ALARCON: Well, what they're looking for is the location. The fires were set in areas where they knew they would spread quickly. I would seem to think that this person whoever started the fire has done this before. This is not the first fire. They know how fire reacts and how it behaves. They use that to their advantage. They knew the winds were blowing. They use the dark of night to hide their crime. They were able to get in and out of the area because they knew the area.

Most arsonists plan out -- serial arsonist plan out what they're going to do. They're usually familiar with the location. They also like to stay around and watch what happens after they've set the fire. Even times, they document it with their pictures or video cameras. So, if anybody has talked to anybody that says they have pictures of the fire early on or have video of the fire, report that to investigators, that's important. Because, sometimes the arsonists like to stay around -- most of the time they like to stay around and watch the devastation they caused. They often do it in an area where they have an advantage and they can keep an eye on what they did.

COOPER: I talk to you about this last time but I want to talk about it again because I find it fascinating. What kind of person does this? What is the profile of an arsonist?

ALARCON: Again, the profile of a serial arsonist is usually a loner. They have low self-esteem. Usually, they have psychological or mental problems. They don't do well in social settings. So, the way they respond to that is by setting fires. They get the gratification they don't get from other people by setting these fires. Again, they usually start out small and they escalate to larger fires. They start off small, and they the gratification. When, that doesn't solve their needs, and then they start setting larger fires because that makes them feel better about what they've done. It's sick but that's how they let get off on this. They like setting things on fire. They usually escalate to a larger disaster like this. And probably not this person's first fire. Again, I think, they've done it before.

COOPER: Certainly, investigators will be looking for people with this on their record. Richard Alarcon, I appreciate your expertise. Thank you.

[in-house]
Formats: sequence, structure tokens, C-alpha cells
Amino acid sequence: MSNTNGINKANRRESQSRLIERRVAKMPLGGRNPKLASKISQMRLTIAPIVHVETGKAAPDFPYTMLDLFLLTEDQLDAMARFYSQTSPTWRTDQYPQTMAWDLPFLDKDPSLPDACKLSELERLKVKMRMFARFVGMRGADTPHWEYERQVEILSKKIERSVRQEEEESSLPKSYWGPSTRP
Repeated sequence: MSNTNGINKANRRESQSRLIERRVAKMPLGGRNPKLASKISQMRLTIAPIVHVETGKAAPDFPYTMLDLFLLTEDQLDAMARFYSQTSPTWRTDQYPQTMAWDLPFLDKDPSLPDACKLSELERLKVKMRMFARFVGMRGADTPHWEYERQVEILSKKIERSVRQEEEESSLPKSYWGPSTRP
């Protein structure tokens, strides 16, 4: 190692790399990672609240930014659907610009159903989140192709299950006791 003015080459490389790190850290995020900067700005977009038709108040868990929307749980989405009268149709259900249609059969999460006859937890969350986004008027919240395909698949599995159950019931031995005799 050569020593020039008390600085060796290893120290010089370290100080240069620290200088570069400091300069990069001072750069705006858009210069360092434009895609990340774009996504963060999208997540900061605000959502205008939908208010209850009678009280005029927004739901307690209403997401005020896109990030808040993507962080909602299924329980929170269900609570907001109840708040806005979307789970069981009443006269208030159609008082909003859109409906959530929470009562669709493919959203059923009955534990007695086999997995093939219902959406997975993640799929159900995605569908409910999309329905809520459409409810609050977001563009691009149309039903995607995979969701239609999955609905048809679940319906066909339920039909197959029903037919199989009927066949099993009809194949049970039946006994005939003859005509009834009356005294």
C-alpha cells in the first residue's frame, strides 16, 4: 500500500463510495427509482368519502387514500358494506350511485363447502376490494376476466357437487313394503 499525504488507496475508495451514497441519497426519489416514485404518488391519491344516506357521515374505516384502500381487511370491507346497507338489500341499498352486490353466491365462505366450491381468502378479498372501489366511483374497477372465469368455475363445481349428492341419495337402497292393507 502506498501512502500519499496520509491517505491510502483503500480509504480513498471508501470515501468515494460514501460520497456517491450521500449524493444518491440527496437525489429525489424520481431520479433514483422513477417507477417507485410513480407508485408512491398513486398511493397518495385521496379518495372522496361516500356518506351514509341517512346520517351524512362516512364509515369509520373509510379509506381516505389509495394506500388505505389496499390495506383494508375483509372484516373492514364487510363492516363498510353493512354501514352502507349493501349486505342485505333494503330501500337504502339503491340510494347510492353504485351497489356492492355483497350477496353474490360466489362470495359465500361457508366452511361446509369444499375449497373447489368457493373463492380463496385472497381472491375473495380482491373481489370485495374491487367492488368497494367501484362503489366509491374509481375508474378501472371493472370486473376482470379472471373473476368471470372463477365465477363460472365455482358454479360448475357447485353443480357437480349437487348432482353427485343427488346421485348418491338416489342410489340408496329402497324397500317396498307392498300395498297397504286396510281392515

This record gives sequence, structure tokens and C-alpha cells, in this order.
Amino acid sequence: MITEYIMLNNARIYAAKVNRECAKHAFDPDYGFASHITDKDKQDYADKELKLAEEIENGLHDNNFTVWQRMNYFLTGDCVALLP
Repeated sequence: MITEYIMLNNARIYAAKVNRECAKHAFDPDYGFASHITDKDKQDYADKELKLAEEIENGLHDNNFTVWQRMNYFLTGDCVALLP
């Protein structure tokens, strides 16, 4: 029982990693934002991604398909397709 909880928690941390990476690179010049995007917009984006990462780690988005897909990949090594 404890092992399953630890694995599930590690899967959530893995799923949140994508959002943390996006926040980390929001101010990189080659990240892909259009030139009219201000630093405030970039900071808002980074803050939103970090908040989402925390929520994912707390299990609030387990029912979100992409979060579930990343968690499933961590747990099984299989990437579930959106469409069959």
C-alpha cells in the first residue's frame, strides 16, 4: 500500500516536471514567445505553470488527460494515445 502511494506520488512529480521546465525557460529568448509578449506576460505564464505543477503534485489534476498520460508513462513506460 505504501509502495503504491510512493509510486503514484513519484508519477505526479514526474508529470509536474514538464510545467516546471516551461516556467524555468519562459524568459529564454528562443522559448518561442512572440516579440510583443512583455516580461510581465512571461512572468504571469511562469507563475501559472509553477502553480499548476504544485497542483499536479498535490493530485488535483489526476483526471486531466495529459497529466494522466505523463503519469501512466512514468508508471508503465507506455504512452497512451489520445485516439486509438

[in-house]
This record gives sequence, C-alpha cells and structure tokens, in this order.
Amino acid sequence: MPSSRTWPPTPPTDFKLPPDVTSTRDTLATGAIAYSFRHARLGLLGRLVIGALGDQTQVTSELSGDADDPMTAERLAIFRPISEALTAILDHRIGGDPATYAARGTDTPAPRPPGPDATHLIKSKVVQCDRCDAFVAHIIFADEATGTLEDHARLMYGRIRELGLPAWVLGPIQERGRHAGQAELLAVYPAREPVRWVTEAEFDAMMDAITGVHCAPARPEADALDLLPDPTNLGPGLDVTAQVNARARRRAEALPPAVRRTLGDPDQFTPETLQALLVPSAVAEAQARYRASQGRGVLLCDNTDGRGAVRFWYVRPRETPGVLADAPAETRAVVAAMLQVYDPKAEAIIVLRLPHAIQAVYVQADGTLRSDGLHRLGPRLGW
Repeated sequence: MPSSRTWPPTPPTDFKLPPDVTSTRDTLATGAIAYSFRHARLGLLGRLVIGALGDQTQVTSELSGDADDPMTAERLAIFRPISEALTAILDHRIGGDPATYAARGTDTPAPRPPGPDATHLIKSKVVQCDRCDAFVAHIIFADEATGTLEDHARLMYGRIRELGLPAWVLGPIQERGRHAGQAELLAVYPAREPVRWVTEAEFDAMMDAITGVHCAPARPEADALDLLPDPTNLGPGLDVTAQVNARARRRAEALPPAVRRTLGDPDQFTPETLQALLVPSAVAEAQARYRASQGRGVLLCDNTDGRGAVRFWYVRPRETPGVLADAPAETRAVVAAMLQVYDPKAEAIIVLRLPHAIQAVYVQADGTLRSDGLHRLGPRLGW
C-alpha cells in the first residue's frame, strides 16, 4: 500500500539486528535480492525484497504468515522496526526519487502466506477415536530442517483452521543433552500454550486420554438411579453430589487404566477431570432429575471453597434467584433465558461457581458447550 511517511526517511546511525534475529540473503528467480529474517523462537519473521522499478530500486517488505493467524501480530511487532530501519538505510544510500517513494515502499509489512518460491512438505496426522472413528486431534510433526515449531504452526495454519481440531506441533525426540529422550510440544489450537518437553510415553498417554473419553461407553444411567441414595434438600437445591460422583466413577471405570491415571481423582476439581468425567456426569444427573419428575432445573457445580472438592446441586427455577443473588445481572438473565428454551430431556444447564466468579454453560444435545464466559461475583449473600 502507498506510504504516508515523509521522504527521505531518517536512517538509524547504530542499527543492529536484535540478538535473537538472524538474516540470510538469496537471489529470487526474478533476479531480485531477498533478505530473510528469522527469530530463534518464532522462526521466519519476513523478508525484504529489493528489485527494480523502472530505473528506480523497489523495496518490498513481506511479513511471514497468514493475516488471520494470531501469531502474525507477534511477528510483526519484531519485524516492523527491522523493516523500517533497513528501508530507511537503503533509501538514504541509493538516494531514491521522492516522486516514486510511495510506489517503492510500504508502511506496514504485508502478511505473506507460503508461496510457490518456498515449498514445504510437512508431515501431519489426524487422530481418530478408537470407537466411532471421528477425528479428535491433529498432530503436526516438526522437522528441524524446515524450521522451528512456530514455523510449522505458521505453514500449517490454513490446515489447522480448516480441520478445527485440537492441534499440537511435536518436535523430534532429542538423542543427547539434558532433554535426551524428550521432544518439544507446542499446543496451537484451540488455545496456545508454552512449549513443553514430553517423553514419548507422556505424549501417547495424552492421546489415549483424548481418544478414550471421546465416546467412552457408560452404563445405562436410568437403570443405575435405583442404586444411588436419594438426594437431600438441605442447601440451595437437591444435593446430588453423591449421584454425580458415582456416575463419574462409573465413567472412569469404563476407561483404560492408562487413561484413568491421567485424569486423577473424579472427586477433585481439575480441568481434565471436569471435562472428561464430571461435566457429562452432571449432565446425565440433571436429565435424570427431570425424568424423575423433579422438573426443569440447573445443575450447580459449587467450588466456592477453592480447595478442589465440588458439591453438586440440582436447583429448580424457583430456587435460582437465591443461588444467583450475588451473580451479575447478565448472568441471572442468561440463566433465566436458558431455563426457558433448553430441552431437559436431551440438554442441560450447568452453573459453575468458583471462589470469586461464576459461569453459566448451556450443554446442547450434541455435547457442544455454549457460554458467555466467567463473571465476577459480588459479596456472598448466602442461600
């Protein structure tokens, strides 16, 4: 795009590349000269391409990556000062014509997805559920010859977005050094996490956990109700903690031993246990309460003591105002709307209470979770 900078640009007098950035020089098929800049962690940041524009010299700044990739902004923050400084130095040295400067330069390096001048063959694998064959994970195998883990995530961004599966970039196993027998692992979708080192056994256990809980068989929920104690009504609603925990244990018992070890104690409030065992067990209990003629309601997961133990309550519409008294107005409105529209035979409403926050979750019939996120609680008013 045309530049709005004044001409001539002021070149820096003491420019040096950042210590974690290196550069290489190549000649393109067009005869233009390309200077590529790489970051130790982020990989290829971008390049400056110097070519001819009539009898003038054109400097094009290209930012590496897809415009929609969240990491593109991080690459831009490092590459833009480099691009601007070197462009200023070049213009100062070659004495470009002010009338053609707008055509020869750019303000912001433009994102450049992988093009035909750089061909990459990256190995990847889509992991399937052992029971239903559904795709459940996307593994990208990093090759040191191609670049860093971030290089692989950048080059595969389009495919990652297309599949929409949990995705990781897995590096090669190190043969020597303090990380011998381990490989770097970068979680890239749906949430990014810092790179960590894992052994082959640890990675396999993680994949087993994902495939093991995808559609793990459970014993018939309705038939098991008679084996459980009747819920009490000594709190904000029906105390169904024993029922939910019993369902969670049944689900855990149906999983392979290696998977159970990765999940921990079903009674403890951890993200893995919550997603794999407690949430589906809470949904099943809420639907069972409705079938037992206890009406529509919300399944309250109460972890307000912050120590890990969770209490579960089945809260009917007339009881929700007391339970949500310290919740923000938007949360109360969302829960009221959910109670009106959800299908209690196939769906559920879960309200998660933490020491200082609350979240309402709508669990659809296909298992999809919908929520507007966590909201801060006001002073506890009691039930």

On the evacuation front, there was some confusion today. People in the city of San Diego were allowed back in an area like this. But homes on the outlying areas, San Diego County, they're still off limits. And as you can see, when they are allowed and a lot of the people are going to find that their homes are gone. The latest numbers are about 1600 homes have been destroyed and that number is going to rise. There are 23 fires now. Ten of them still not fully contained. Here's a look at the largest fires. Starting on the Mexican border, we have the Harris Fire, more than 80,000 acres burned, only 10 percent contained.

The damage, where I am tonight, was caused by the Witch Fire, massive. It spread, joined with the Pumacha Fire covering more than 230,000 acres. That's only 20 percent contained. As we mentioned up toward L.A. and Orange County, the Santiago Fire has burned more than 23,000 acres, 30 percent contained that one is. And the Ranch Fire, near Castaic has burned more than 55,000 acres and is just 70 percent contained. So, Arson or not, whatever the cause, what happens next, comes down to the weather. It's better tonight. It was better than it was from yesterday and the day before that and the day before that. The question is for how long. Let's check in for Chad Myers.


COOPER: Yikes, Chad, thanks. Four people died in this fire. Nobody knows their story. We have the latest on (INAUDIBLE), coming up next. Also, a day with people trying to stay hopeful, even as they see what is left of their homes.

And Later, Chad said that, the air here, it is not healthy. See, how people are trying to stay safe. And we're going to show you the best way of staying safe. Which of those masks actually work? All ahead on this special edition of 360.



UNIDENTIFIED MALE: Oh, the way the wind is blowing right now, its barely missing, but they're big. I got to go. It's going to be a close call. Going be a close call. Oh, shoot. OK. This can be a very close call.


COOPER: We're found in a canyon not far from the Mexican border. The victims believed to be illegal immigrants. And in a separate location, fire crews found two charred bodies in the ruins of a house. Chief national correspondent, John King, joins us with more on these difficult stories.